Nextdoors push to combat racial profiling is latest controversy when tech firms find themselves in scandals at intersection of race, social justice and free speech
The racist posts on Nextdoor.com became so frequent that they started to make Shikira Porter feel physically ill.
Billed as a private social network for your neighborhood, Nextdoor allows users to write public messages to neighbors who have joined the site, which now has more than 110,000 local groups across the US. After Porter, who is black, signed up in her Oakland, California, neighborhood in 2013, she quickly discovered that many of her white neighbors were posting crime and safety alerts about suspicious people of color.
A black man in a hoodie. A Latino man hiding near the bus stop. A black salesman who might be a burglar.
Its incredibly toxic, said Porter, 42, who said she has had migraines after arguing with racist users. I just feel like Im in a constant state of rage that I have to manage.
Porter channeled her anger into Neighbors for Racial Justice, an advocacy group that has for years pushed Nextdoor to combat racial profiling.
Following intense scrutiny and negative press, the San Francisco-based startup this month introduced a number of product changes, including an algorithm that directs users to offer more detailed descriptions of suspicious activity, beyond, for example, black man in hoodie.
The Nextdoor conflict is the latest controversy in what has become something of a predictable pattern when Silicon Valley tech companies find themselves at the center of scandals at the intersection of race, social justice and free speech. While some say Nextdoor has taken a bold and proactive step with its new features, the dispute sheds light on increasingly tense debates surrounding the ethical obligations of social media and sharing economy companies that are reinventing communication and reshaping industries.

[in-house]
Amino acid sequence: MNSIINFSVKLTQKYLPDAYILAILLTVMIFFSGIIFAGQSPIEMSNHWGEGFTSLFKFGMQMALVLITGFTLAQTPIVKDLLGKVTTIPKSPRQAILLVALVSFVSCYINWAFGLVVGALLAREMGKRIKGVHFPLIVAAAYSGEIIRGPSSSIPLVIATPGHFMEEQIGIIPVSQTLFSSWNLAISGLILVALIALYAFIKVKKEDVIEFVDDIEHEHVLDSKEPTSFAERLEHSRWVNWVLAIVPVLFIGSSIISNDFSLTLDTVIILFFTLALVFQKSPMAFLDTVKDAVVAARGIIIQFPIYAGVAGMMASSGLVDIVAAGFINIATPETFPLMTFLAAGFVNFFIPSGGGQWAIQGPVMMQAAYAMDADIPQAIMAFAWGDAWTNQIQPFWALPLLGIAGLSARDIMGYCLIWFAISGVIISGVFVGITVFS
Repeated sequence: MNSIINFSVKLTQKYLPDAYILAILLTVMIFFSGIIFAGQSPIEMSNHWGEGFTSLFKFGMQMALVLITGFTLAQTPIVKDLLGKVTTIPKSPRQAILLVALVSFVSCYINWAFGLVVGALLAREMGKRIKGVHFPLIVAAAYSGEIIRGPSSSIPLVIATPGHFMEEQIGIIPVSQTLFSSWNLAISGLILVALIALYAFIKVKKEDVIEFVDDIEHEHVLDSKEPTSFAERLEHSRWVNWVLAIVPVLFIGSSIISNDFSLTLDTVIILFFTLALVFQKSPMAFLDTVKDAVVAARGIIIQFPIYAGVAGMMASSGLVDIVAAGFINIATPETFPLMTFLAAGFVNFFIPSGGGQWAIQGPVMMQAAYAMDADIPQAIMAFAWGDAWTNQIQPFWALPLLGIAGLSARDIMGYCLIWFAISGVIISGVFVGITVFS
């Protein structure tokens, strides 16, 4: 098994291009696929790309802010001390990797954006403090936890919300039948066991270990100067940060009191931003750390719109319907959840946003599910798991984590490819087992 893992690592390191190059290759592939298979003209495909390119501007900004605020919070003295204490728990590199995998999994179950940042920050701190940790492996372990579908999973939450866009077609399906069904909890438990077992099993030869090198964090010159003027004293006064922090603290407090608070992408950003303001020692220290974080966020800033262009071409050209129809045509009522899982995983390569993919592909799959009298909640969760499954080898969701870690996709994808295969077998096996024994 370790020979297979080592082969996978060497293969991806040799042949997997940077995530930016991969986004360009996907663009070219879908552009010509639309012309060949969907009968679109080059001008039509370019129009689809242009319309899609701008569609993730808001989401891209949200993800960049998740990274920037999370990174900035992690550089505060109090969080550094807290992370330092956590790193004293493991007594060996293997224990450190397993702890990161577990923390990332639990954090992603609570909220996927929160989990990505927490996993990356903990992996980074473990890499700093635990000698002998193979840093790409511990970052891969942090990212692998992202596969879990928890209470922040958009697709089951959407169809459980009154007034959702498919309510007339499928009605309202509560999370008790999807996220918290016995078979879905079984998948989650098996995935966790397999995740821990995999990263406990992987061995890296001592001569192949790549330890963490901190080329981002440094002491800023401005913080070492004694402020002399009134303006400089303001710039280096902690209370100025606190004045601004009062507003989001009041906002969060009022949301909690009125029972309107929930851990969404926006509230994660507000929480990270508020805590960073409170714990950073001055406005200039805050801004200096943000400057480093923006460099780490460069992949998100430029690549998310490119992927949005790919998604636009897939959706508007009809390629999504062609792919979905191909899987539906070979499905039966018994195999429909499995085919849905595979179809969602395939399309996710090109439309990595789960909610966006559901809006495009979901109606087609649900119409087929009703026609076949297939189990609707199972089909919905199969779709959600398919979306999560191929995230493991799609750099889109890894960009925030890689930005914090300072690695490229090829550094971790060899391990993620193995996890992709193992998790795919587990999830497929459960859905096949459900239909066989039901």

To critics of corporations such as Facebook, Twitter and Airbnb, the cycle of tech scandals has become frustratingly familiar: driven by profits and public relations, the firms refuse to make substantive changes, often at the expense of their most vulnerable users.
A fundamental shift
Nextdoor claims its anti-profiling measures are radical changes that will dramatically reduce racism on the site. The concept behind the tweaks, however, is fairly simple and rooted in ideas that California activists suggested last fall.
Under the new system, before members can post a crime and safety message, the site warns them about profiling, saying: Ask yourself is what I saw actually suspicious, especially if I take race or ethnicity out of the equation?
Next, users are encouraged to focus on behaviors and specific descriptions, such as clothing, shoes and tattoos. If they want to mention race, they have to fill out a form and include at least two other physical descriptors before posting.
Its unique for a tech company to fundamentally change its product, Nextdoor CEO Nirav Tolia said in an interview.